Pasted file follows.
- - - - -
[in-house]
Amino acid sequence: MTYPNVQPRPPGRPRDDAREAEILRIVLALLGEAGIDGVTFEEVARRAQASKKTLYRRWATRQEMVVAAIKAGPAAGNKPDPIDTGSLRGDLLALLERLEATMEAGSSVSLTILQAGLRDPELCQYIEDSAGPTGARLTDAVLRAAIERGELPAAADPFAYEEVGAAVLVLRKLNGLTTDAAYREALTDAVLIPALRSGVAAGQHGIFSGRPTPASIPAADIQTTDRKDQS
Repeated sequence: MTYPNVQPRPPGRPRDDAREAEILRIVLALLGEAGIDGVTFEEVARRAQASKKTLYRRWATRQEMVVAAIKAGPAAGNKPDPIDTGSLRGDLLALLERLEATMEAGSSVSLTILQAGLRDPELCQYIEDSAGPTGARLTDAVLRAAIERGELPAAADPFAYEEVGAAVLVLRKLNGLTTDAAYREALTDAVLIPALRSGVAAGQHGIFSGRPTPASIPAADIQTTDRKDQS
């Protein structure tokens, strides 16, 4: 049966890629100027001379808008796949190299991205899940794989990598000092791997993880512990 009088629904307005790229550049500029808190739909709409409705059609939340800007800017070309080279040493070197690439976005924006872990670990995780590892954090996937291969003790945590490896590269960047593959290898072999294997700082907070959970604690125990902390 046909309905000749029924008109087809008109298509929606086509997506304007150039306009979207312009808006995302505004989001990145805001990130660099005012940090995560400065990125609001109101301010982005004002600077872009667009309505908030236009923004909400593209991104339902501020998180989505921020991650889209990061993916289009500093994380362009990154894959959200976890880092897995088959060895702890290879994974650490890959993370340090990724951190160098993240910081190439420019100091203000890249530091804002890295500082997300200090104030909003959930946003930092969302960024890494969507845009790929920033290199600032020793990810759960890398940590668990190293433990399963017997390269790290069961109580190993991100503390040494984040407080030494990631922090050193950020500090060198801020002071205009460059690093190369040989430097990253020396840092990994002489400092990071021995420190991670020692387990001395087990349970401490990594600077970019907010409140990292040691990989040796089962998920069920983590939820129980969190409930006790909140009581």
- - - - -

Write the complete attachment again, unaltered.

[in-house]
Amino acid sequence: MTYPNVQPRPPGRPRDDAREAEILRIVLALLGEAGIDGVTFEEVARRAQASKKTLYRRWATRQEMVVAAIKAGPAAGNKPDPIDTGSLRGDLLALLERLEATMEAGSSVSLTILQAGLRDPELCQYIEDSAGPTGARLTDAVLRAAIERGELPAAADPFAYEEVGAAVLVLRKLNGLTTDAAYREALTDAVLIPALRSGVAAGQHGIFSGRPTPASIPAADIQTTDRKDQS
Repeated sequence: MTYPNVQPRPPGRPRDDAREAEILRIVLALLGEAGIDGVTFEEVARRAQASKKTLYRRWATRQEMVVAAIKAGPAAGNKPDPIDTGSLRGDLLALLERLEATMEAGSSVSLTILQAGLRDPELCQYIEDSAGPTGARLTDAVLRAAIERGELPAAADPFAYEEVGAAVLVLRKLNGLTTDAAYREALTDAVLIPALRSGVAAGQHGIFSGRPTPASIPAADIQTTDRKDQS
């Protein structure tokens, strides 16, 4: 049966890629100027001379808008796949190299991205899940794989990598000092791997993880512990 009088629904307005790229550049500029808190739909709409409705059609939340800007800017070309080279040493070197690439976005924006872990670990995780590892954090996937291969003790945590490896590269960047593959290898072999294997700082907070959970604690125990902390 046909309905000749029924008109087809008109298509929606086509997506304007150039306009979207312009808006995302505004989001990145805001990130660099005012940090995560400065990125609001109101301010982005004002600077872009667009309505908030236009923004909400593209991104339902501020998180989505921020991650889209990061993916289009500093994380362009990154894959959200976890880092897995088959060895702890290879994974650490890959993370340090990724951190160098993240910081190439420019100091203000890249530091804002890295500082997300200090104030909003959930946003930092969302960024890494969507845009790929920033290199600032020793990810759960890398940590668990190293433990399963017997390269790290069961109580190993991100503390040494984040407080030494990631922090050193950020500090060198801020002071205009460059690093190369040989430097990253020396840092990994002489400092990071021995420190991670020692387990001395087990349970401490990594600077970019907010409140990292040691990989040796089962998920069920983590939820129980969190409930006790909140009581």